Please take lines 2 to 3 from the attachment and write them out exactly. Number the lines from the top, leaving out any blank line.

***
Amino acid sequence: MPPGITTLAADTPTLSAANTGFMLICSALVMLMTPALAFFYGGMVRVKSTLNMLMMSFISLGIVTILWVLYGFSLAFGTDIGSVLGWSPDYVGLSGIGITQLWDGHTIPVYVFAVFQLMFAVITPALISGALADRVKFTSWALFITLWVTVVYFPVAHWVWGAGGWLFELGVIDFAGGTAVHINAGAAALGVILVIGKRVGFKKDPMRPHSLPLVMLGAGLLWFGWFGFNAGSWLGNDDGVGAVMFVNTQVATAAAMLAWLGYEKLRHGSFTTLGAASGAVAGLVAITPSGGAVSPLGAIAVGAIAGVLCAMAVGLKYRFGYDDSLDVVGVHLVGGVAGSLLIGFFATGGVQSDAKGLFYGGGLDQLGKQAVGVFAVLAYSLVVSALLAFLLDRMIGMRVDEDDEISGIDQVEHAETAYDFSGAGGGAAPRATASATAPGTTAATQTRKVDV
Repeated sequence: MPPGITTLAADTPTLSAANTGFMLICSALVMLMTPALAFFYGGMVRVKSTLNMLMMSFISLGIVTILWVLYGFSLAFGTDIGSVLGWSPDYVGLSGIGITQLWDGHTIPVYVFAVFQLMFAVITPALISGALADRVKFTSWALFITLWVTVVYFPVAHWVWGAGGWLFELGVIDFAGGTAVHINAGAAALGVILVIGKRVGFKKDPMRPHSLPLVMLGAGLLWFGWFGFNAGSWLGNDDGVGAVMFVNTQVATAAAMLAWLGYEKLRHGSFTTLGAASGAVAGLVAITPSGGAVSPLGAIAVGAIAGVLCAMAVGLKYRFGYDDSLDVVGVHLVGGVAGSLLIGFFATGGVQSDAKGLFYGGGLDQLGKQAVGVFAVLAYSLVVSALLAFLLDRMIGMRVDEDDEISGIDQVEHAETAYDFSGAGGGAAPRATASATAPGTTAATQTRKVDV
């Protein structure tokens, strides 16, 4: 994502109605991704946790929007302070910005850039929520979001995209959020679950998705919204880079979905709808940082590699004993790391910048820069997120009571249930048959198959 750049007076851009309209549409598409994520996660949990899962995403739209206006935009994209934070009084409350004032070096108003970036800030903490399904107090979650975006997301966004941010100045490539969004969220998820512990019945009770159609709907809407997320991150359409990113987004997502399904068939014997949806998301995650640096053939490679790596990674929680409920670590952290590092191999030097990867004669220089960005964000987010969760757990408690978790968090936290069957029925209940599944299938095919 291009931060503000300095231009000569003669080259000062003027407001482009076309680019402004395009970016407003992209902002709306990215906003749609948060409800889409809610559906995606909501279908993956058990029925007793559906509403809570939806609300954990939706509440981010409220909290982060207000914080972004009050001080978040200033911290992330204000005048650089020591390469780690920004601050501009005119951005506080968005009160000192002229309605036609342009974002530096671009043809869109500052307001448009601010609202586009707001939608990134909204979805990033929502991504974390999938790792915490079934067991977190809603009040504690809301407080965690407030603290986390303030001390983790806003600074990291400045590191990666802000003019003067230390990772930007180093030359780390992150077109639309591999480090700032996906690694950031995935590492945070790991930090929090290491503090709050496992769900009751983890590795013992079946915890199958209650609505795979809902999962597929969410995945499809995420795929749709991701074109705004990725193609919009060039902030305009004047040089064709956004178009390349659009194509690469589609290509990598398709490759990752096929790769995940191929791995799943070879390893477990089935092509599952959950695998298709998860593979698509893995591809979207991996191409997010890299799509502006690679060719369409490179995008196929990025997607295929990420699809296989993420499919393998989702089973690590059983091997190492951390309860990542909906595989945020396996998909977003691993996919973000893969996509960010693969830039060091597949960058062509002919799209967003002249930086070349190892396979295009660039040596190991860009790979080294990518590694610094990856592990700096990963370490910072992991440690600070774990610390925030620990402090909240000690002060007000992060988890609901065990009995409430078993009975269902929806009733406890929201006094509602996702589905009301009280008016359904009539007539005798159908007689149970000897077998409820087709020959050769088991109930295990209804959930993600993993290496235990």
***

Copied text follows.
Repeated sequence: MPPGITTLAADTPTLSAANTGFMLICSALVMLMTPALAFFYGGMVRVKSTLNMLMMSFISLGIVTILWVLYGFSLAFGTDIGSVLGWSPDYVGLSGIGITQLWDGHTIPVYVFAVFQLMFAVITPALISGALADRVKFTSWALFITLWVTVVYFPVAHWVWGAGGWLFELGVIDFAGGTAVHINAGAAALGVILVIGKRVGFKKDPMRPHSLPLVMLGAGLLWFGWFGFNAGSWLGNDDGVGAVMFVNTQVATAAAMLAWLGYEKLRHGSFTTLGAASGAVAGLVAITPSGGAVSPLGAIAVGAIAGVLCAMAVGLKYRFGYDDSLDVVGVHLVGGVAGSLLIGFFATGGVQSDAKGLFYGGGLDQLGKQAVGVFAVLAYSLVVSALLAFLLDRMIGMRVDEDDEISGIDQVEHAETAYDFSGAGGGAAPRATASATAPGTTAATQTRKVDV
């Protein structure tokens, strides 16, 4: 994502109605991704946790929007302070910005850039929520979001995209959020679950998705919204880079979905709808940082590699004993790391910048820069997120009571249930048959198959 750049007076851009309209549409598409994520996660949990899962995403739209206006935009994209934070009084409350004032070096108003970036800030903490399904107090979650975006997301966004941010100045490539969004969220998820512990019945009770159609709907809407997320991150359409990113987004997502399904068939014997949806998301995650640096053939490679790596990674929680409920670590952290590092191999030097990867004669220089960005964000987010969760757990408690978790968090936290069957029925209940599944299938095919 291009931060503000300095231009000569003669080259000062003027407001482009076309680019402004395009970016407003992209902002709306990215906003749609948060409800889409809610559906995606909501279908993956058990029925007793559906509403809570939806609300954990939706509440981010409220909290982060207000914080972004009050001080978040200033911290992330204000005048650089020591390469780690920004601050501009005119951005506080968005009160000192002229309605036609342009974002530096671009043809869109500052307001448009601010609202586009707001939608990134909204979805990033929502991504974390999938790792915490079934067991977190809603009040504690809301407080965690407030603290986390303030001390983790806003600074990291400045590191990666802000003019003067230390990772930007180093030359780390992150077109639309591999480090700032996906690694950031995935590492945070790991930090929090290491503090709050496992769900009751983890590795013992079946915890199958209650609505795979809902999962597929969410995945499809995420795929749709991701074109705004990725193609919009060039902030305009004047040089064709956004178009390349659009194509690469589609290509990598398709490759990752096929790769995940191929791995799943070879390893477990089935092509599952959950695998298709998860593979698509893995591809979207991996191409997010890299799509502006690679060719369409490179995008196929990025997607295929990420699809296989993420499919393998989702089973690590059983091997190492951390309860990542909906595989945020396996998909977003691993996919973000893969996509960010693969830039060091597949960058062509002919799209967003002249930086070349190892396979295009660039040596190991860009790979080294990518590694610094990856592990700096990963370490910072992991440690600070774990610390925030620990402090909240000690002060007000992060988890609901065990009995409430078993009975269902929806009733406890929201006094509602996702589905009301009280008016359904009539007539005798159908007689149970000897077998409820087709020959050769088991109930295990209804959930993600993993290496235990």